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May 26, 2020
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Multiculturalism is a term we hear a lot today. In any academic field from high school to graduate school, it is a required course. Multiculturalism has spread across the world like wildfire. Most large companies require multicultural training. The idea behind this concept is that we should respect and accept all cultures because it makes us better. That sounds reasonable. Prejudice against any people is condemned in scripture because God looks at all people in the same way.

However, multiculturalism goes further than embracing the value of all human beings and denouncing racial prejudice. It encompasses the idea that all religions are equally good. We should, therefore, welcome all religions and give them an equal place in our belief system. Our constitution indeed establishes freedom for a plurality of religions. However, it is essential to know that multiculturalism judges anyone as bigoted and intolerant that does not entirely accept this concept.

It is here that we must part ways with multiculturalism when we are told that we cannot judge another religion. We cannot say Christianity is the true religion, and that there are false religions. To say that is to demonstrate societal prejudice. Multiculturalism spawns reverse bigotry and hatred toward those it deems to be the perpetrators of racism, thus “White Guilt.” The Biblical approach to solve the racial divide of the world is summed up by Micah, “He has showed you, O man, what is good. And what does the Lord require of you? To act justly and to love mercy and to walk humbly with your God” (Micah 6:8).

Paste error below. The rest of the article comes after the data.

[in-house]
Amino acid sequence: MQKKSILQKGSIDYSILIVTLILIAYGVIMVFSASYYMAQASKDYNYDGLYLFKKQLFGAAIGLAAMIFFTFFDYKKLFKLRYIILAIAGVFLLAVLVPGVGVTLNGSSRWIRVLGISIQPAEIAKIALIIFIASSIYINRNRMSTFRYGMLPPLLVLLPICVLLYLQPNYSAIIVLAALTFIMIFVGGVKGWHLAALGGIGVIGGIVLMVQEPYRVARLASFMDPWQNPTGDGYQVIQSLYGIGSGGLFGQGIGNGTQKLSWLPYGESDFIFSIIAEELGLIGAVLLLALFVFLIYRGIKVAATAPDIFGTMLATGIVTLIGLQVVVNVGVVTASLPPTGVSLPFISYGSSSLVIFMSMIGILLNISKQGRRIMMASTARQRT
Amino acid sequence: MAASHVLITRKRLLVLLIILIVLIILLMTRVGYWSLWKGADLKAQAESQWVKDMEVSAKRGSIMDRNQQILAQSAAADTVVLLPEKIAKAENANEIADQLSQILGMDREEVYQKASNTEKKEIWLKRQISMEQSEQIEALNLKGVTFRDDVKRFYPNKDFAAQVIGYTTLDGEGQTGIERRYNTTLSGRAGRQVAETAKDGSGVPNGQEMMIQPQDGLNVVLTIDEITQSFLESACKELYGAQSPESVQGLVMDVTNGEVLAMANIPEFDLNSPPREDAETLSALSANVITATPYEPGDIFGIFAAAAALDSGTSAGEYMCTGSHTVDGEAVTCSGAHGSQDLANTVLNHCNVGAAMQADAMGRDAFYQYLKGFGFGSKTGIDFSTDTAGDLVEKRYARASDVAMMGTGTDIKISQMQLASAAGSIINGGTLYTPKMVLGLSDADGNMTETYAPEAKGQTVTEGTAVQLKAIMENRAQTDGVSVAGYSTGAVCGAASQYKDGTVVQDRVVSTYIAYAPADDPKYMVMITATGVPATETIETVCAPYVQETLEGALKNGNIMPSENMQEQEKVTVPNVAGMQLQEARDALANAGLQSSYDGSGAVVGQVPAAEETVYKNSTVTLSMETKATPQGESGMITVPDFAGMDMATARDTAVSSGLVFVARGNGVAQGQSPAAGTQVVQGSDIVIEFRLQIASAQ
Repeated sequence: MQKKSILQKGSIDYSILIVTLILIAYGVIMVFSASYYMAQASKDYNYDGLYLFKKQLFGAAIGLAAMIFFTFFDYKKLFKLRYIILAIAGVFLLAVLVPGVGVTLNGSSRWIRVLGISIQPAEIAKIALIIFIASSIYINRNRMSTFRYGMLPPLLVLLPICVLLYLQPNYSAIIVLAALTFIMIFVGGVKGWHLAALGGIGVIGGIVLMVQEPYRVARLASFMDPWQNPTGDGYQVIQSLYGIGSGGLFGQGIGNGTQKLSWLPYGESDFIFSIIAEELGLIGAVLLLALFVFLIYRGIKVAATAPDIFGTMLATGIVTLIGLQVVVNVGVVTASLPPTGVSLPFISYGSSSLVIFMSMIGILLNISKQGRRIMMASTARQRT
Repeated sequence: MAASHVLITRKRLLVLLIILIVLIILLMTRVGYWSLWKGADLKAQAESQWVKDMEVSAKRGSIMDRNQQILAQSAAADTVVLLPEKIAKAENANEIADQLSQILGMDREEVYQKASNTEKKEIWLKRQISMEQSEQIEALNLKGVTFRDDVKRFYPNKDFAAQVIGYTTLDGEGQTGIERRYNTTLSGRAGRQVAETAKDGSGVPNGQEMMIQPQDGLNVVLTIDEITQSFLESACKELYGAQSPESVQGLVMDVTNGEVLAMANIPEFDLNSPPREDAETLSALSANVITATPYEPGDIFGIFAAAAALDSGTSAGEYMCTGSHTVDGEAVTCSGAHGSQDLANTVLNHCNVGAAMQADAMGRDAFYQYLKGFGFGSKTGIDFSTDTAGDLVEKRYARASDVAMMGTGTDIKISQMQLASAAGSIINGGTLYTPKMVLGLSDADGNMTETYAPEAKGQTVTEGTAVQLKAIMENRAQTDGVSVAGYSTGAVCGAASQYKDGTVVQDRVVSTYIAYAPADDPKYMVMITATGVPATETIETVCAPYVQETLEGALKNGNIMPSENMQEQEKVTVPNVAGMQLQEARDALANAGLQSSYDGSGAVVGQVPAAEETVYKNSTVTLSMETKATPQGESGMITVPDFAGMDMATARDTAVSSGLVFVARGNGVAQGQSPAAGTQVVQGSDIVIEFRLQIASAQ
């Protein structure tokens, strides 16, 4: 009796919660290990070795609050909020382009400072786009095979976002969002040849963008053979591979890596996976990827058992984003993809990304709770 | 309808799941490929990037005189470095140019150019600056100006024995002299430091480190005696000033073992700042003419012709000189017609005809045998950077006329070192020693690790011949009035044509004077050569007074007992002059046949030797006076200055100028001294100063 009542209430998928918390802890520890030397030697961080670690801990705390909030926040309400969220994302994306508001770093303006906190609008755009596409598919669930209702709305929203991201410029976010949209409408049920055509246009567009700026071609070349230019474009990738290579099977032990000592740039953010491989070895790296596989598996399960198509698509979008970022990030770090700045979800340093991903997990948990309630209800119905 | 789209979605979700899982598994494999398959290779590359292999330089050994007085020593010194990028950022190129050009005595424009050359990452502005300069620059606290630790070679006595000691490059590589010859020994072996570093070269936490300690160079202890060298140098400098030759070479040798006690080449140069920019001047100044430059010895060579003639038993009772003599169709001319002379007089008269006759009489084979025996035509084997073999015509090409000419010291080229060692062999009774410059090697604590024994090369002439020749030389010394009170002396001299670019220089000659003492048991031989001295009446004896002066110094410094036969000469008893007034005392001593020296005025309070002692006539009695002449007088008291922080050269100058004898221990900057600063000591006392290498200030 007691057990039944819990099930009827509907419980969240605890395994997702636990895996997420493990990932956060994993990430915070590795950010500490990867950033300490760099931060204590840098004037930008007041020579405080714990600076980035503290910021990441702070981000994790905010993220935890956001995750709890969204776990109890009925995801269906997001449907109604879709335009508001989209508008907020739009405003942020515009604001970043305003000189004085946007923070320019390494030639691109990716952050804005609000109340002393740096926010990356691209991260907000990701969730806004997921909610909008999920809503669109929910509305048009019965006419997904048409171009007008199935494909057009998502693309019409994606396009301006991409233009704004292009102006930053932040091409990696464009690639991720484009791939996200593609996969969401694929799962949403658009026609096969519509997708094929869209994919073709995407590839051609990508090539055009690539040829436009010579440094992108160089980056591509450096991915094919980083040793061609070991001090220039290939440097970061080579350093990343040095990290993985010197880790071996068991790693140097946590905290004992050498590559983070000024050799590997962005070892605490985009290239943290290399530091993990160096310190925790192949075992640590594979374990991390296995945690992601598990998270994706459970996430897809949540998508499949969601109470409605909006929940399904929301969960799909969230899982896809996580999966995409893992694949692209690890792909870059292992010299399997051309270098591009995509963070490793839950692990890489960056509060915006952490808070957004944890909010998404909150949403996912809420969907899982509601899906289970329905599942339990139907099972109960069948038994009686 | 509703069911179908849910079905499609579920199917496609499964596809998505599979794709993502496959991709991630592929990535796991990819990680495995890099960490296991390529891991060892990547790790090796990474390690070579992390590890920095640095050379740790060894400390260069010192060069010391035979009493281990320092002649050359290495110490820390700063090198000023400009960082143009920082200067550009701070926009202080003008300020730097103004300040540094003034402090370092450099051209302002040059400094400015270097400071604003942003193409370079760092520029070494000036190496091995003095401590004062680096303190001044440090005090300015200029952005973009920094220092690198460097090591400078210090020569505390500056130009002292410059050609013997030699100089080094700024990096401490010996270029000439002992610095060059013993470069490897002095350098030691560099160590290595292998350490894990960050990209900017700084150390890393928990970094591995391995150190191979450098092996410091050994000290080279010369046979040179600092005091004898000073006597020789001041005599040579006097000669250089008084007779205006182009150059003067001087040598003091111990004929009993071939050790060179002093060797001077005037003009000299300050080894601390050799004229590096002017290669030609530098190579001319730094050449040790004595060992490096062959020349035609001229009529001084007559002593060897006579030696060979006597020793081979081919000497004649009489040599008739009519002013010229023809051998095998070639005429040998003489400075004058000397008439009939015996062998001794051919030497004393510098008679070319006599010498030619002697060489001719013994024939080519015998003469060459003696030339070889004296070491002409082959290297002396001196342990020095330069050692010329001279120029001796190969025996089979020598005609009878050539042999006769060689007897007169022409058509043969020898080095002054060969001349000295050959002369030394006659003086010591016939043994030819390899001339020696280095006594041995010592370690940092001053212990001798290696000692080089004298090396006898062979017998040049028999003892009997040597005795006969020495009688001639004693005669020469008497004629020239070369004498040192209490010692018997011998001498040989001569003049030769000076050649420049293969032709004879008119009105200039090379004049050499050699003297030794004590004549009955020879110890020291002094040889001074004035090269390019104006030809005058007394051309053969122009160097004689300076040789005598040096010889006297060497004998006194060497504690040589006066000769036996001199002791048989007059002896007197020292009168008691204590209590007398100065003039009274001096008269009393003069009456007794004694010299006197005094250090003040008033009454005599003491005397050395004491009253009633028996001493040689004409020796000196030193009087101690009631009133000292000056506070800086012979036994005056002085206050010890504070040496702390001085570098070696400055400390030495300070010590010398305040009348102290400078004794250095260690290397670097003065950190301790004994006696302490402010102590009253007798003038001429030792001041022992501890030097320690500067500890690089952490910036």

The prophet Elijah confronted multiculturalism when he challenged the prophets of Baal on Mount Carmel. He called all Israel and the prophets of Baal to a contest to decide who is the one true God. Elijah laid out the rules—offer a sacrifice but put no fire to it and the God that answers by fire will be proven to be the true God (1 Kings 18:20-29). This story is about whether there is really a true and living God who reigns above all other gods.

The account of the prophet Elijah on Mt Carmel challenging King Ahab and the prophets of Baal is relevant because it was a contest of religions. Ahab and his queen, Jezebel, welcomed other gods and tried to silence the voice of the prophets of the God of the Bible. Have you noticed how tolerant and inclusive societies welcome religions of all kinds? At the same time, these same societies do their best to silence the voices of Christians. There is a clear parallel to our time and the hostility we are seeing toward the gospel of Jesus Christ.

We see tolerance toward Islam and other religions while seeing hatred and intolerance toward Christianity. Bakers, florists, photographers, printers, and all kinds of business people are being sued and prosecuted by the state for their religious beliefs. In contrast, people of the Islamic faith who hold similar beliefs are tolerated and even celebrated. One might object that Christianity is rejected because of its exclusive view of One God, but Islam has the same view.

Mount Carmel was the Lord’s demonstration of the emptiness and futility of the Baal religion. Baal was not real because he had no voice. That matters because the Lord is real. The persistent problem with religion is that it replaces the reality of trusting God. All religions might seem harmless, but they are not. Paul told the Colossians, “See to it that no one takes you captive through hollow and deceptive philosophy, which depends on human tradition and the basic principles of this world rather than on Christ” (Col 2:8). Paul emphatically said that reality is found in Jesus Christ. Religion is a set of beliefs, but Jesus is a living person that transforms your life.

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